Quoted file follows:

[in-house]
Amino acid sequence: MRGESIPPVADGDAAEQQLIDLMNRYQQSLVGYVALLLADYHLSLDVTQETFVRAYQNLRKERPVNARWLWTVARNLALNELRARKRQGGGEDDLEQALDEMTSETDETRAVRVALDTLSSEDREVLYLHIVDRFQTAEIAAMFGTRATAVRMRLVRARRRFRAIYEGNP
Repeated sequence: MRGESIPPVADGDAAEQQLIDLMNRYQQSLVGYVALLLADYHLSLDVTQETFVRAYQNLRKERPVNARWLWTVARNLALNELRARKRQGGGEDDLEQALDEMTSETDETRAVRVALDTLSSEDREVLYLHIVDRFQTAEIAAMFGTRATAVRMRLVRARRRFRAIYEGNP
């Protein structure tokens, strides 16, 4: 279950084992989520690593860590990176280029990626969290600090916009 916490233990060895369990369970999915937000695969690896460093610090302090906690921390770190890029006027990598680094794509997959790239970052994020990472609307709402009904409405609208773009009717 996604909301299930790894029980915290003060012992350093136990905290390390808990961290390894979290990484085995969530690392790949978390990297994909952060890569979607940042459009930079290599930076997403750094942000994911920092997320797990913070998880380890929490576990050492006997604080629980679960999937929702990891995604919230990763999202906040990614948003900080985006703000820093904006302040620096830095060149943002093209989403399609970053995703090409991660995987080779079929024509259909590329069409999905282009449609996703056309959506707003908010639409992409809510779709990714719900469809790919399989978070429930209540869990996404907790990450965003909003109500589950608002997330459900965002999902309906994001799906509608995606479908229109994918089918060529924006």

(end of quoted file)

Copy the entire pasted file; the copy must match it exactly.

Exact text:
[in-house]
Amino acid sequence: MRGESIPPVADGDAAEQQLIDLMNRYQQSLVGYVALLLADYHLSLDVTQETFVRAYQNLRKERPVNARWLWTVARNLALNELRARKRQGGGEDDLEQALDEMTSETDETRAVRVALDTLSSEDREVLYLHIVDRFQTAEIAAMFGTRATAVRMRLVRARRRFRAIYEGNP
Repeated sequence: MRGESIPPVADGDAAEQQLIDLMNRYQQSLVGYVALLLADYHLSLDVTQETFVRAYQNLRKERPVNARWLWTVARNLALNELRARKRQGGGEDDLEQALDEMTSETDETRAVRVALDTLSSEDREVLYLHIVDRFQTAEIAAMFGTRATAVRMRLVRARRRFRAIYEGNP
């Protein structure tokens, strides 16, 4: 279950084992989520690593860590990176280029990626969290600090916009 916490233990060895369990369970999915937000695969690896460093610090302090906690921390770190890029006027990598680094794509997959790239970052994020990472609307709402009904409405609208773009009717 996604909301299930790894029980915290003060012992350093136990905290390390808990961290390894979290990484085995969530690392790949978390990297994909952060890569979607940042459009930079290599930076997403750094942000994911920092997320797990913070998880380890929490576990050492006997604080629980679960999937929702990891995604919230990763999202906040990614948003900080985006703000820093904006302040620096830095060149943002093209989403399609970053995703090409991660995987080779079929024509259909590329069409999905282009449609996703056309959506707003908010639409992409809510779709990714719900469809790919399989978070429930209540869990996404907790990450965003909003109500589950608002997330459900965002999902309906994001799906509608995606479908229109994918089918060529924006």